Origins of Mozzarella
According to the historian Monsignor Alicandri, Mozzarella cheese was first made in the 12th century by the monks of San Lorenzo di Capua in Italy. Originally, it was made with sheeps milk, but in the 16th century water buffaloes were introduced to Italy and the cheese makers soon discovered that the animals’ milk was rich enough to make cheese with. Henceforth the making the mozzarella from water buffalo milk was the norm and the tradition began.
Making young cheese
NOTE: When making ‘young’ cheeses, it is recommended to use pasteurized milk. If you have access to raw milk, then step one should be to pasteurize it.
2 tbsp vinegar or lemon juice
1 gallon pasteurized milk
1/8 tsp liquid rennet, diluted in 1/4 cup of cool, unchlorinated water
1 tbsp cheese salt (salt without iodine, I use canning salt)
1. Add the lemon juice to the milk and mix thoroughly.
2. Heat the milk over a low flame on the stove-top until it reaches 88 F. (The milk should start to curdle. If it doesn’t, add another tablespoon of lemon juice.)
3. Stir in the diluted rennet with an up-and-down motion. Continue heating the milk until it reaches 105 F. Turn off the heat and let the curd set until you get a clean break. This will only take about 6-5 minutes. At this stage, the curds will look like thick yogurt.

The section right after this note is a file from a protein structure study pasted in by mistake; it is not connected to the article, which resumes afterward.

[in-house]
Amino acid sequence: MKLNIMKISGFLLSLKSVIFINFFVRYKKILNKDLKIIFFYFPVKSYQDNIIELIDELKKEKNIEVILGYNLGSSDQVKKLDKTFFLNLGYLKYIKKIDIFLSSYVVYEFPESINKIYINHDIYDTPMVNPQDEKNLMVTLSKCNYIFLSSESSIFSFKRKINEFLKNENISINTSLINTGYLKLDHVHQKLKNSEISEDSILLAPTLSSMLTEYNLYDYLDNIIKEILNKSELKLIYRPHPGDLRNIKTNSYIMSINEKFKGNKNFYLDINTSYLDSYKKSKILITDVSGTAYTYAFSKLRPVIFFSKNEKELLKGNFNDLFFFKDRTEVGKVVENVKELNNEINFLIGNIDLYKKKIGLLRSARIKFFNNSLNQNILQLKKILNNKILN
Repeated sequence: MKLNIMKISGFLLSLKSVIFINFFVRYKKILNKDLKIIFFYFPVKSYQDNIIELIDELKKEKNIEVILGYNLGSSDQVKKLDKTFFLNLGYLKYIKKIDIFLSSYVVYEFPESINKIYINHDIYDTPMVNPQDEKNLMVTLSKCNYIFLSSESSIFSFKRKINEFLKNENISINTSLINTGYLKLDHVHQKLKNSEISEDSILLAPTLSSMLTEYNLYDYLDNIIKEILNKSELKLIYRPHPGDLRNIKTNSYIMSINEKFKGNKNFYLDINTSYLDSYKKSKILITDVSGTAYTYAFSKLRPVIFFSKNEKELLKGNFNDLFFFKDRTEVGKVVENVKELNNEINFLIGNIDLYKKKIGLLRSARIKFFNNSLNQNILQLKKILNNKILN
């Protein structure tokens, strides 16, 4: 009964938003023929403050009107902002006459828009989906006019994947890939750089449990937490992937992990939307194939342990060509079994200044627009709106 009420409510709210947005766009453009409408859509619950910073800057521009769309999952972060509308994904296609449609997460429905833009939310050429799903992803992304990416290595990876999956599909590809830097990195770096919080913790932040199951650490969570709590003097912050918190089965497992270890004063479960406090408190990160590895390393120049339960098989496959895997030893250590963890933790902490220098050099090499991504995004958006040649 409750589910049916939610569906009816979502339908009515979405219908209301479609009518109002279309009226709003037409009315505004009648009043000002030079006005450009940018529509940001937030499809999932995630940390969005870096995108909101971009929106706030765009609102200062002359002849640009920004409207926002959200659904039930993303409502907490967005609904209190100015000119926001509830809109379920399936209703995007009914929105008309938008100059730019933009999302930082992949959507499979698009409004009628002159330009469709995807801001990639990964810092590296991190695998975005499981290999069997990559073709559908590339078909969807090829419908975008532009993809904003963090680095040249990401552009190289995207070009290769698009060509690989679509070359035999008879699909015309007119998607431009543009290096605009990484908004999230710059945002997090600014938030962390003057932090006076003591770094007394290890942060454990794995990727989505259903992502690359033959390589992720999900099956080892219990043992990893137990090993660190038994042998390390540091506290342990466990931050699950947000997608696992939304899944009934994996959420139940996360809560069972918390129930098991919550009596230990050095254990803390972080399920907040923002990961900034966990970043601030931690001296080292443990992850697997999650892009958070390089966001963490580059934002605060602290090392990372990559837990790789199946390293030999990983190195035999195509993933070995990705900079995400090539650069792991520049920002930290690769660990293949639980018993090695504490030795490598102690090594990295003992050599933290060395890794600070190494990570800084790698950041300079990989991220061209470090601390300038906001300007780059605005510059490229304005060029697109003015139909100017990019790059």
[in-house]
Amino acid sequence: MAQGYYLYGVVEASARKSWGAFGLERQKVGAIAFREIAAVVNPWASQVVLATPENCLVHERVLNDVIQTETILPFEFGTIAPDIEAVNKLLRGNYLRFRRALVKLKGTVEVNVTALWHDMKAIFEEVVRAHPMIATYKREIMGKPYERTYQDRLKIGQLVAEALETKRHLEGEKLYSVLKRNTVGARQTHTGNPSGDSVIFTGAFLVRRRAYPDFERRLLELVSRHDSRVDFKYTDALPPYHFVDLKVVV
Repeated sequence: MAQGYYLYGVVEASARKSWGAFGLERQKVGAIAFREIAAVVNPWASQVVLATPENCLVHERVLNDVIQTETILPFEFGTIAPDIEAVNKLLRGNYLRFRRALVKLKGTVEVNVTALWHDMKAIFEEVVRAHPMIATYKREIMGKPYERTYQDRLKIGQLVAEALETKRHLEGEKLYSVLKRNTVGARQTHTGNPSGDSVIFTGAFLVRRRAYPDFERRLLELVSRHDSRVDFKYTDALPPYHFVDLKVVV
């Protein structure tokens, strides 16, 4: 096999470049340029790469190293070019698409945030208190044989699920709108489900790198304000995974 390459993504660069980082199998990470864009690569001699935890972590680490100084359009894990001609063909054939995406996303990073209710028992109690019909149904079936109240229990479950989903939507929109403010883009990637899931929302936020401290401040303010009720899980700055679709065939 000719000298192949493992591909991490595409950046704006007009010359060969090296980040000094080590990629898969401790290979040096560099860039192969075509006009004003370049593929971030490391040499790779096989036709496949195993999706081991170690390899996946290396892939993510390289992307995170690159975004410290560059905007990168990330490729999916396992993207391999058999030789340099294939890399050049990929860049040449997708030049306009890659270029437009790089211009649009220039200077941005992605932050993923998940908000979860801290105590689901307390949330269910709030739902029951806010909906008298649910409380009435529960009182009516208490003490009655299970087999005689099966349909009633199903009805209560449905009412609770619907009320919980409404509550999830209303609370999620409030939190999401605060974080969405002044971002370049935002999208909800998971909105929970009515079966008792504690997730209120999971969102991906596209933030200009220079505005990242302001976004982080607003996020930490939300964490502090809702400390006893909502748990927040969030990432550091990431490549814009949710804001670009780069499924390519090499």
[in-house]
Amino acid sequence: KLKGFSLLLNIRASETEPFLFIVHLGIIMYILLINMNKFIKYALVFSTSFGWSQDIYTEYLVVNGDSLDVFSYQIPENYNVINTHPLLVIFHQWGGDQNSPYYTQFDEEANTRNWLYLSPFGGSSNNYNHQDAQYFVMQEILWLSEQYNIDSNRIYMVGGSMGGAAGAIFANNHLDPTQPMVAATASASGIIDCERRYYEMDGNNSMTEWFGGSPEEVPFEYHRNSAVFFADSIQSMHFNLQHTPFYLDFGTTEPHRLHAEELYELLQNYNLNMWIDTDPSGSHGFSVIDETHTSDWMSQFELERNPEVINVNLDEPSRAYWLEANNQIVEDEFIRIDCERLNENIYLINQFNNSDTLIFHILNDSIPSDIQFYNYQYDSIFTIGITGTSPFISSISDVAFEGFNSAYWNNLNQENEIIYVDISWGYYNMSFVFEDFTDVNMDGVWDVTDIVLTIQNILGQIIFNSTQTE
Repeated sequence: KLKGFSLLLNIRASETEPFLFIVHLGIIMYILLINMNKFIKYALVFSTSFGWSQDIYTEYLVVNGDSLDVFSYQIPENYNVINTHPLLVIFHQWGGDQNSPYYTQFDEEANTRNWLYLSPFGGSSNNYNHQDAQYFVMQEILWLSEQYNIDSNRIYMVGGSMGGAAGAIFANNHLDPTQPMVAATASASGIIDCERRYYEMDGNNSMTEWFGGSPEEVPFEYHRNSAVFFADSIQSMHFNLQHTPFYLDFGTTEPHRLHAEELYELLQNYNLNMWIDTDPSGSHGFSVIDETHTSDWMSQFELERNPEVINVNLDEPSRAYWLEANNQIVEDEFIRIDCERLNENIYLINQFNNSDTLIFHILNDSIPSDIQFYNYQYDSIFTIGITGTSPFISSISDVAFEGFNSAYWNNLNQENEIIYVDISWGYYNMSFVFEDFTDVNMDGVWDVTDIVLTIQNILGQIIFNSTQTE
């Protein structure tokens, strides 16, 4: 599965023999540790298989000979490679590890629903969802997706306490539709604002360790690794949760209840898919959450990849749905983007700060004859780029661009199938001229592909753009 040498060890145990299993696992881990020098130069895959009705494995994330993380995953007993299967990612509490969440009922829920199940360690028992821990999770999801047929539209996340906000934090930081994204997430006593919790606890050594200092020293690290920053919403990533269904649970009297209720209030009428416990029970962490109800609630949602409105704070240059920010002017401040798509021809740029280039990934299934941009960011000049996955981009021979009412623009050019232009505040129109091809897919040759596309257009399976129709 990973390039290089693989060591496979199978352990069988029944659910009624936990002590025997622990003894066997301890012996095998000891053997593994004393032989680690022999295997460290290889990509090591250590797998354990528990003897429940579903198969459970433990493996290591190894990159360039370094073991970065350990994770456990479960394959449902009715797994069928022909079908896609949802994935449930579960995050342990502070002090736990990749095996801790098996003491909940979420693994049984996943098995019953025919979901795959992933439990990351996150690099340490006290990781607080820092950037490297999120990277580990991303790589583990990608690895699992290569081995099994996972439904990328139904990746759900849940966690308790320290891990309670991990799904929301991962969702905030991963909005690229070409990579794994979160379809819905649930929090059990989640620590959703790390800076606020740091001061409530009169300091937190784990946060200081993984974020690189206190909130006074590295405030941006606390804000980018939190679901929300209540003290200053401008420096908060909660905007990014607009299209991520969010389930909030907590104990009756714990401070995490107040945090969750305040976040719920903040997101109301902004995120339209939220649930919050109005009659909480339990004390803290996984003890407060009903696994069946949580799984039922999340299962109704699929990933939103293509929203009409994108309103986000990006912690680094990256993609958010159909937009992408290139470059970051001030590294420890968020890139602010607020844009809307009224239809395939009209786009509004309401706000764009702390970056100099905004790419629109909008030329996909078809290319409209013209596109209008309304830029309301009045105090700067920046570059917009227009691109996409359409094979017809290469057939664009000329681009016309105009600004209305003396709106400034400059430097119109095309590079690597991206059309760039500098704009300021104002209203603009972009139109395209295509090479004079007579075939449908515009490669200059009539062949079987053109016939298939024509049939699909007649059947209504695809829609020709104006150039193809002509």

4. Scoop out the curds with a slotted spoon and place into a microwavable bowl. Press the curds gently and pour off as much when as possible being careful to save the whey (then make bread using the whey as the liquid, or feed to the chickens–they love whey!).
5. Microwave the curds in HIGH for 1 minute. Drain the whey and quickly work the cheese like bread dough. You can wear rubber gloves if you wish as the cheese will be quite hot to touch.
6. Microwave the cheese twice more for 35 seconds each. Again work the cheese into a ball draining the excess whey each time.
8. Knew quickly like bread dough until it is smooth, sprinkling with salt as you work. When the cheese is smooth it is ready to eat.
At this stage it is bocconcini and quite unlike the mass produced mozzarella of the grocery store. Hence, I use it right away. It is traditionally use on pizza Napoletana, though I found it doesn’t melt the way mass produced mozza does (this of course could be something I’m not doing quit correctly and you may have a different experience as so much about cheese making is precision related). However, instead of using it on pizza, my favourite thing to do with it is slice it thinly and layer it between slices of tomato. Then drizzle pesto sauce over top, sprinkle some toasted pine nuts and a drizzle of olive oil and some cracked pepper. Serve with a crusty loaf of bread or plain crackers. YUM. If you have pesto on hand, it is a quick and easy–yet elegant–appetizer.